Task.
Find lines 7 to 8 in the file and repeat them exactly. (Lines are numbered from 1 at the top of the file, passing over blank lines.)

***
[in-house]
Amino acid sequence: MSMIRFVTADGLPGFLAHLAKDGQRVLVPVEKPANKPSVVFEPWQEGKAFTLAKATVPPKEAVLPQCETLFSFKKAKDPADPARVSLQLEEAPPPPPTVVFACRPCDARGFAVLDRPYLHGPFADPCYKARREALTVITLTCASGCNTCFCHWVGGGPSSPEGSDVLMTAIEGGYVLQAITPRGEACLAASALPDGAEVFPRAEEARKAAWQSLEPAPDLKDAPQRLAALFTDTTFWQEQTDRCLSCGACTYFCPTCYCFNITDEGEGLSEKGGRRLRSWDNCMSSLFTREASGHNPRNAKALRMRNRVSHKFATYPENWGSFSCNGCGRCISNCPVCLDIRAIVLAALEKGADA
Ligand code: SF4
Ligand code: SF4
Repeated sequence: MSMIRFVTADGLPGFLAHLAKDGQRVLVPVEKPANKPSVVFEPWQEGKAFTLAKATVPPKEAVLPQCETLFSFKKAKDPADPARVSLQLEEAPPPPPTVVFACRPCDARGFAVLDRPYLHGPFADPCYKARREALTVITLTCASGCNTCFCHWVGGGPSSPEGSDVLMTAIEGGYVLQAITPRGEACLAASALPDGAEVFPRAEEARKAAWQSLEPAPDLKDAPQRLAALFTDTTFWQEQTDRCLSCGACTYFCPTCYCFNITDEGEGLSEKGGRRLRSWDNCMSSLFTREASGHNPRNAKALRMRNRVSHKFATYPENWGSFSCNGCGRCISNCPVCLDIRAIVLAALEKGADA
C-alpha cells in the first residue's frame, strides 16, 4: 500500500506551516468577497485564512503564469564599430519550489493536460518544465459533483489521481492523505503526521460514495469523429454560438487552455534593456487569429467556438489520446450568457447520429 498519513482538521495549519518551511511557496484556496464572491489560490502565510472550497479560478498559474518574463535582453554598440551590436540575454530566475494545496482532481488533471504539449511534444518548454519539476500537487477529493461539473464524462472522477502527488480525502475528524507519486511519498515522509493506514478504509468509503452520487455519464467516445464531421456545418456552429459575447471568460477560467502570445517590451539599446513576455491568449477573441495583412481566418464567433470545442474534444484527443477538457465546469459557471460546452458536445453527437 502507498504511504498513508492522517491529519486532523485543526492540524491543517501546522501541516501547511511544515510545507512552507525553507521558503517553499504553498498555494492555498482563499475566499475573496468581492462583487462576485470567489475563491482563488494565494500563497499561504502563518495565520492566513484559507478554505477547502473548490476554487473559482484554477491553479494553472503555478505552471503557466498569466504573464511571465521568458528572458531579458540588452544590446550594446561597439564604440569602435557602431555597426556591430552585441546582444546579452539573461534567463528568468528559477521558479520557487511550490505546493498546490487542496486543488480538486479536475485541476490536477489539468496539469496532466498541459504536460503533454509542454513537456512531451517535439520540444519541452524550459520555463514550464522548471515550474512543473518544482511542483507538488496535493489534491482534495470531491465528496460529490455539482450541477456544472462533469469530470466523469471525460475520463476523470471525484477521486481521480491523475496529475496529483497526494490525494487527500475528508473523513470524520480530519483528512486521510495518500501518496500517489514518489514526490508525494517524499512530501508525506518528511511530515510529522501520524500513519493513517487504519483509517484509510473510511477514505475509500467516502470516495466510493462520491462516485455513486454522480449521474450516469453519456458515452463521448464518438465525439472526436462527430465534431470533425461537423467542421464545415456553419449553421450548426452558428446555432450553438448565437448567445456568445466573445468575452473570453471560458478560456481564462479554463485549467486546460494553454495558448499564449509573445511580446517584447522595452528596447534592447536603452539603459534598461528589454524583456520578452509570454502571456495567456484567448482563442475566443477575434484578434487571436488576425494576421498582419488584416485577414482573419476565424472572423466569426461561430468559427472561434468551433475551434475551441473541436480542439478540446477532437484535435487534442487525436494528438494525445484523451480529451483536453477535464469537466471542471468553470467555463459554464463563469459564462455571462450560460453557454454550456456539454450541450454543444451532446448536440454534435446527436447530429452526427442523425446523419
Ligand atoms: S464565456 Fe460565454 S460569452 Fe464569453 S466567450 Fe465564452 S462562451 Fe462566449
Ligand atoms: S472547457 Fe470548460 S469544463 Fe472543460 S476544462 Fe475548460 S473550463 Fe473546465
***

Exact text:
Ligand atoms: S464565456 Fe460565454 S460569452 Fe464569453 S466567450 Fe465564452 S462562451 Fe462566449
Ligand atoms: S472547457 Fe470548460 S469544463 Fe472543460 S476544462 Fe475548460 S473550463 Fe473546465